Change is in the Air

Posted on March 01, 2015 by Odell Borg

When I first began designing flutes I made it a priority to offer the instruments at a price that would make it affordable for the average person and provide the experience of creating music to as many people as possible.

To minimize the cost of making the instruments, I chose to keep the profile of the flute body completely round. The challenge was how to provide a seal on a rounded surface. It is essential to have the connection between the fetish and the flute airtight. My solution was to create a gasket between the two wood surfaces that was thick enough to provide the air passage needed to direct the airflow to the fipple. My previous experience as a leather craftsman led me to begin using a waterproof leather material to create a gasket for the seal.

Unfortunately there were challenges in this design. Hot summer temperatures affected the seal adhesive and the plates would slip. Of course we replaced the seal plates but it prompted me to make the change to a flat top flute body, which we are still using today.

The overall redesign included creating our signature wedge shaped mouthpiece. After much experimentation, I found that this shape was ideal for providing an ergonomic seal between the flute and the lips. It is comfortable, keeps the sides of the lips from leaking moisture and easily adapts to all embouchures.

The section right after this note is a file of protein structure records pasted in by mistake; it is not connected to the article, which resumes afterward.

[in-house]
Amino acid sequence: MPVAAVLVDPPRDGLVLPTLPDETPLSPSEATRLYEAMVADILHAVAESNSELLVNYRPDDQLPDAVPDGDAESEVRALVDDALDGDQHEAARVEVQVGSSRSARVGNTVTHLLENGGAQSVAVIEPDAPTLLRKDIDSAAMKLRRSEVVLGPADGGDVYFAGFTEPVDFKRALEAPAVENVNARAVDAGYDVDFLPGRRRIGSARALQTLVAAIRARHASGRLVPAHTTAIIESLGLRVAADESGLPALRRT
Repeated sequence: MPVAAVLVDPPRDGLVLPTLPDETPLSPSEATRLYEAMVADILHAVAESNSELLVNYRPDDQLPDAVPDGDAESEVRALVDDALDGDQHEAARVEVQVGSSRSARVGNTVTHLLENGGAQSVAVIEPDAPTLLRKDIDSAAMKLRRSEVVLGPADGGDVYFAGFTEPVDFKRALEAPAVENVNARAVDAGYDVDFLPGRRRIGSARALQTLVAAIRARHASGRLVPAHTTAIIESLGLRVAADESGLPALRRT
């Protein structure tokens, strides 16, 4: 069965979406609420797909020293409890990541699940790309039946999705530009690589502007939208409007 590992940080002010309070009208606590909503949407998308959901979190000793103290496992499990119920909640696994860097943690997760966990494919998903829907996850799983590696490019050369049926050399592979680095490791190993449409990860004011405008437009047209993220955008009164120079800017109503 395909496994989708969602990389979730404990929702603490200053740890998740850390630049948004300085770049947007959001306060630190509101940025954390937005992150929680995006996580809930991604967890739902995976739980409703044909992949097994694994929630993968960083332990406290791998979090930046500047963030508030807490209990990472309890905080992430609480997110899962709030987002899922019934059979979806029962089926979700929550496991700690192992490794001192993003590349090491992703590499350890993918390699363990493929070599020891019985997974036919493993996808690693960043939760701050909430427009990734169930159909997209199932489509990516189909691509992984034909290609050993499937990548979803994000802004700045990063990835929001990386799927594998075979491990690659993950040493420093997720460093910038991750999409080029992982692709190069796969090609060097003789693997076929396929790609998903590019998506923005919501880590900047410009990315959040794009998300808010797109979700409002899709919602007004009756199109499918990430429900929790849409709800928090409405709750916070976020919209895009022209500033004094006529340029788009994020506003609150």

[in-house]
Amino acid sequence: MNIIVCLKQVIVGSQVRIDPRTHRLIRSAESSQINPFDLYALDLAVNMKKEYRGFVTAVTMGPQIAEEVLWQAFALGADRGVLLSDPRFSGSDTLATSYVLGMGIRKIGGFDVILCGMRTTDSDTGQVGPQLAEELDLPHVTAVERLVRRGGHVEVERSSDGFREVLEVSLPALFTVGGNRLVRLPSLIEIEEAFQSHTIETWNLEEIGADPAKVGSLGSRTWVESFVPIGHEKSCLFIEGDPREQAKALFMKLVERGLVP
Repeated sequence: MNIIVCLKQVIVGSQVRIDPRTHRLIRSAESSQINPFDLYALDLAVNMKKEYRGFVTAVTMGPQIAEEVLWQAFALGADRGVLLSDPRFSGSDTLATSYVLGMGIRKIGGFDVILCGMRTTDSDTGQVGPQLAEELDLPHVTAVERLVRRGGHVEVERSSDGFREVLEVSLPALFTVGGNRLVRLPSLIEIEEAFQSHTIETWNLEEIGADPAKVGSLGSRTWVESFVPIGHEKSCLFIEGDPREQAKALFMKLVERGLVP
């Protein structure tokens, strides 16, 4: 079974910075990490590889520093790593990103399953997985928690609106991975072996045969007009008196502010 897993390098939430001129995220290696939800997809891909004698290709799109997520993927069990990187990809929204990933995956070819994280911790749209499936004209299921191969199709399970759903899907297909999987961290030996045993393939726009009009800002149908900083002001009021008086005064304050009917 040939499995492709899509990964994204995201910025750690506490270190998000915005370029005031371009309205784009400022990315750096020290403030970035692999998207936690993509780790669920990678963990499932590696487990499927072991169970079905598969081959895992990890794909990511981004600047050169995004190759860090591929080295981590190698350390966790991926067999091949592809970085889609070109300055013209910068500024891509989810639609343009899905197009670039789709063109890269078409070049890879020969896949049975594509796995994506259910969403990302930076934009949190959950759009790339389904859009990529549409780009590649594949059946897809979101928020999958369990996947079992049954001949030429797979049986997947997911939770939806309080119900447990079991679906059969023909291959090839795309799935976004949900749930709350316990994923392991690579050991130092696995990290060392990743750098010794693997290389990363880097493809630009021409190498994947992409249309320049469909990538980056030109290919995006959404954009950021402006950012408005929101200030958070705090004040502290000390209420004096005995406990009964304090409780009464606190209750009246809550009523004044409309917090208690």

Leather Plate Design Flat Top Design Wedge Shaped Mouthpiece

When I started crafting my flutes, I focused solely on the creative process. It brought me a tremendous amount of satisfaction. It never occurred to me there might be other rewards. I started receiving phone calls, letters, and emails. Each one had a story to tell; a unique experience to share.

I heard how playing the flute and creating music enhanced people’s lives. I heard stories from caregivers, how playing their flute eased their patient’s discomforts. Other therapeutic stories, involving people with asthma or C.O.P.D., war veterans who found comfort in playing their flute. Teenagers suffering from self-esteem issues were suddenly finding confidence. I heard from those incarcerated, who found joy at having a new way to express their feelings.

The list is much longer than this but my point is: The gift of music is invaluable and I encourage all of you whom have benefited from it to be proactive in spreading the gift. Whether it be teaching at afterschool programs, volunteering to play at hospitals and hospice facilities or as simple as playing for our friends and families, share this gift! It all makes a difference and brings much needed light into people’s daily lives.

Forever grateful,